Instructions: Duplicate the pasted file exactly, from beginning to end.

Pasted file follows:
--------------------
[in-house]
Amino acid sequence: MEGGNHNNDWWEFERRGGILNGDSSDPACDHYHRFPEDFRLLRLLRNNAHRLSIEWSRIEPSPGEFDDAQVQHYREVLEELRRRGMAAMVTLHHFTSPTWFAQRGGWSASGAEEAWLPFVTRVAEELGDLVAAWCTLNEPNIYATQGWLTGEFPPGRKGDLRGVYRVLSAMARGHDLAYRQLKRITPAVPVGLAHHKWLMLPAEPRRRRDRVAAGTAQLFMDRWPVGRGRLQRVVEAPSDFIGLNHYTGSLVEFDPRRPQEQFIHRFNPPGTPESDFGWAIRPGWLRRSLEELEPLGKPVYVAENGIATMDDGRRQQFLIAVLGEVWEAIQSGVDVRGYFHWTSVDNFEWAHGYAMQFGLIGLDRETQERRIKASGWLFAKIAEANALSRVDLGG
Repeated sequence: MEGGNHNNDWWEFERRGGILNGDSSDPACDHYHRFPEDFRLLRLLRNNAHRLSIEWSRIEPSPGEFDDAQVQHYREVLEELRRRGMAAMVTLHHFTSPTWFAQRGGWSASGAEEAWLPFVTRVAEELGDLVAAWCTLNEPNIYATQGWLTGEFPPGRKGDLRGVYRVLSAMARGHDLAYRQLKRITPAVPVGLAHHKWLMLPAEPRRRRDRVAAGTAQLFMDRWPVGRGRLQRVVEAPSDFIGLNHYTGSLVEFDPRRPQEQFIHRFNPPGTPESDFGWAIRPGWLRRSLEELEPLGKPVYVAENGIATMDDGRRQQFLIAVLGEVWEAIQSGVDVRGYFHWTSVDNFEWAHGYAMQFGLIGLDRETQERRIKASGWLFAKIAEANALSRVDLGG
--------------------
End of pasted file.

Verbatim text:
[in-house]
Amino acid sequence: MEGGNHNNDWWEFERRGGILNGDSSDPACDHYHRFPEDFRLLRLLRNNAHRLSIEWSRIEPSPGEFDDAQVQHYREVLEELRRRGMAAMVTLHHFTSPTWFAQRGGWSASGAEEAWLPFVTRVAEELGDLVAAWCTLNEPNIYATQGWLTGEFPPGRKGDLRGVYRVLSAMARGHDLAYRQLKRITPAVPVGLAHHKWLMLPAEPRRRRDRVAAGTAQLFMDRWPVGRGRLQRVVEAPSDFIGLNHYTGSLVEFDPRRPQEQFIHRFNPPGTPESDFGWAIRPGWLRRSLEELEPLGKPVYVAENGIATMDDGRRQQFLIAVLGEVWEAIQSGVDVRGYFHWTSVDNFEWAHGYAMQFGLIGLDRETQERRIKASGWLFAKIAEANALSRVDLGG
Repeated sequence: MEGGNHNNDWWEFERRGGILNGDSSDPACDHYHRFPEDFRLLRLLRNNAHRLSIEWSRIEPSPGEFDDAQVQHYREVLEELRRRGMAAMVTLHHFTSPTWFAQRGGWSASGAEEAWLPFVTRVAEELGDLVAAWCTLNEPNIYATQGWLTGEFPPGRKGDLRGVYRVLSAMARGHDLAYRQLKRITPAVPVGLAHHKWLMLPAEPRRRRDRVAAGTAQLFMDRWPVGRGRLQRVVEAPSDFIGLNHYTGSLVEFDPRRPQEQFIHRFNPPGTPESDFGWAIRPGWLRRSLEELEPLGKPVYVAENGIATMDDGRRQQFLIAVLGEVWEAIQSGVDVRGYFHWTSVDNFEWAHGYAMQFGLIGLDRETQERRIKASGWLFAKIAEANALSRVDLGG